I want to start by addressing the obvious: This is a guitar pick blog, I know.. But I’m also a big believer in learning different skills and having as many tools in your arsenal as possible. For that matter, this is just another skill you’ll be able to use (and it’s quite simple too). So if you’re a big pick fan, this is for you (and it’s also a great reason to give fingerpicks a try). And if you’re already a fingerpicking master, you might want to browse through our guitar playing tips section, as it features a lot of tricks you can learn.
Travis picking was named after Merle Travis who brought the style to light during the forties and fifties. This guitar style goes back even further to the twenties when Blind Blake and Lonnie Johnson were trying to imitate popular piano rags with a guitar. To achieve this guitarists played the melody with their fingers while providing the accompaniment with their thumb. Playing like this allowed the guitarist to duplicate the syncopation of pianists.
Syncopation on a Guitar
Syncopation occurs when the strong notes or the melody get off the normal beat or rhythm. If you were counting upbeats and downbeats in an alternating fashion, and then counted halfway between an upbeat and downbeat, that count would be a syncopated beat. Syncopation is the heart of Travis beating so it is important to practice counting and playing syncopated notes and rhythms.
Travis picking can accompany many kinds of songs, if you vary the bass notes, you can tailor the accompaniment to fit your personal preferences.
Folk and Country Guitar Fingerpicking Style
Country music actually originated from songs that were sung in England, Scotland, and Ireland. The role of the guitar in these songs was to accompany and not to lead.
Many folk and country songs are based on a simple accompaniment pattern. It combines picking and strumming by plucking a low note first, and then strumming across the three highest strings. Variety is added by alternating the low notes, usually the fifth and sixth strings. The sound that is produced is a high-low pattern which is often called the boom-chick strum.
Try a Country Accompaniment Pattern:
Get your guitar out and try playing this pattern on a C chord. First, pluck the fifth string bass note with your thumb and use the backside of your fingernail to strum down on the three highest notes. Next, pluck the fourth string with your thumb and strum the three highest notes again with your fingernail. Now go back to plucking the fifth string followed by a strum and repeat the pattern. Practice this until it becomes comfortable and then try doing it with some other chords like an Am or an E. Usually, you pluck the root of the chord first and then move to a higher note for the second pluck but you can switch it up to fit your needs.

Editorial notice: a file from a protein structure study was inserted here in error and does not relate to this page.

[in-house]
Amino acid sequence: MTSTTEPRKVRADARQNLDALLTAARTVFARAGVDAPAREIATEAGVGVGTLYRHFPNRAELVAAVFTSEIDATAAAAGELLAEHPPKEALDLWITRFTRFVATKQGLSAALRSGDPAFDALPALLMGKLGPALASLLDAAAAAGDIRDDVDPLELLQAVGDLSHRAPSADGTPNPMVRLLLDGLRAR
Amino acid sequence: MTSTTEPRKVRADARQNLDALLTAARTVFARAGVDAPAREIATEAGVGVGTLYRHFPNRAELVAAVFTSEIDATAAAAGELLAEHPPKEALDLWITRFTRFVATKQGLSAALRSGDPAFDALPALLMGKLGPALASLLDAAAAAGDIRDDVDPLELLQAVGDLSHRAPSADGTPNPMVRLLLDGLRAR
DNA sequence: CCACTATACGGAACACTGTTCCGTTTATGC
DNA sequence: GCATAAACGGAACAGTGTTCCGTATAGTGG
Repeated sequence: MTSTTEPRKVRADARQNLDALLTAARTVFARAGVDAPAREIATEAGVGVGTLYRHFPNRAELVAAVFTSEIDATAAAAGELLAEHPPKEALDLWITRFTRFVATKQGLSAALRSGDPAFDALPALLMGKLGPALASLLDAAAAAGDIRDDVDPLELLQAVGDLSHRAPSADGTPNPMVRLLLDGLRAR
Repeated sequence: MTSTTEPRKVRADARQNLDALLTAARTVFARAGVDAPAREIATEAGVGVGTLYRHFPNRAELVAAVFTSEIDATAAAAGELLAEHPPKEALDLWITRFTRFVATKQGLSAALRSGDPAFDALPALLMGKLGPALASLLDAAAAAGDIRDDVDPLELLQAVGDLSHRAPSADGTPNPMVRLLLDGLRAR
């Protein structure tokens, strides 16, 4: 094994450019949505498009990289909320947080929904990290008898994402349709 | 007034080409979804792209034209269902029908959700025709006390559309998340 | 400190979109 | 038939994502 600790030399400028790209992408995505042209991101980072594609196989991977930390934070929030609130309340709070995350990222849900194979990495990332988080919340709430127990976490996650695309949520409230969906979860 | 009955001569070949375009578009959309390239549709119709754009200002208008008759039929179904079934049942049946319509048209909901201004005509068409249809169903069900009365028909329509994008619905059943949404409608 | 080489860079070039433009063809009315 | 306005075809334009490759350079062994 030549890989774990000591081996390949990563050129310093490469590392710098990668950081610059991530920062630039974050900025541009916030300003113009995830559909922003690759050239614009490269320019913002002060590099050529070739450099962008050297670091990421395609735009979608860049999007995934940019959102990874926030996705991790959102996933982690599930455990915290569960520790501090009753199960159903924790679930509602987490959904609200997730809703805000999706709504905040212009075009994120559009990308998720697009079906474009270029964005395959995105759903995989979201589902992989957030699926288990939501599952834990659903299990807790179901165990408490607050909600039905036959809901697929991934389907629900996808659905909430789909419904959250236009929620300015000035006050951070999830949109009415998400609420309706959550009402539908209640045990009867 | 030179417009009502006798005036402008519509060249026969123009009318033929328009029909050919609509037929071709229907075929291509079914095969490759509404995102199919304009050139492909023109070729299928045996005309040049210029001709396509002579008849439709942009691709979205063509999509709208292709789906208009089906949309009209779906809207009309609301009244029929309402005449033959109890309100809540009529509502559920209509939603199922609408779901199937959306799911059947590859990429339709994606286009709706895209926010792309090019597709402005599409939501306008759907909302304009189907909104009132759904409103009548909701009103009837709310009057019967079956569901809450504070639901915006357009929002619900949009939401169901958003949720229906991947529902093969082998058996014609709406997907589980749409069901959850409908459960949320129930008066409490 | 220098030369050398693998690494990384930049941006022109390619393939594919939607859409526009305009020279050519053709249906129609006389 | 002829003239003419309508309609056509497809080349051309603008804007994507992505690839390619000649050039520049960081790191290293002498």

There are many different techniques of fingerpicking. There is Travis Style picking, off-beat, straight fingerpicking, and arpeggio picking. Two forms are described below.
To play the straight finger technique, rest the thumb of your right hand on the sixth (low E) string and rest the index, middle, and ring fingers on the first, second, and third strings. (The thinnest string is the first or high E string). Keep your wrist, fingers, and hand relaxed. Form a triangle between the thumb, index fingers, and strings. That is all there is to straight fingerpicking.
To Arpeggio pick, play a C chord, one note at a time, starting from the bass note (in this case, C on the A string) and move upward. Rest your thumb on the bass note of the chord, the index finger on the third (G) string, the middle finger on the second (B) string, and the ring finger on the first high (E) string. Pluck the A string with your thumb. Pluck the other strings with your fingers in sequence gradually getting faster and faster. Try to establish a 1-2-3-4 pattern with the main beat on one. This is called arpeggio fingerpicking.
There are several ways to fingerpick. When you first begin, you should start off slowly and gradually get faster with practice. This is the only way to learn the patterns in your head. It is a good idea to learn one style of fingerpicking at a time. Once you master one form, you can move to learn another form. Successful fingerpicking takes a lot of time, patience, and practice. So, do not give up learning it no matter how discouraged you may become.
Some sample measures to get you started with Fingerpicking:
Play a G chord as you learn this fingerpicking pattern. Now you’re using all six strings. This is when it really pays to have three finger picks.
T 2 T 3 T 2 T 1 T 2 T 3 T 2 T 1
3 T 1 T 2 T 1 T 2 T 3 T 2 T 1 T
T T T 1 T 2 T 2 T 3 T 2 T 1
3 T T 1 T 2 T 2 T 3 T 2 T 1 T
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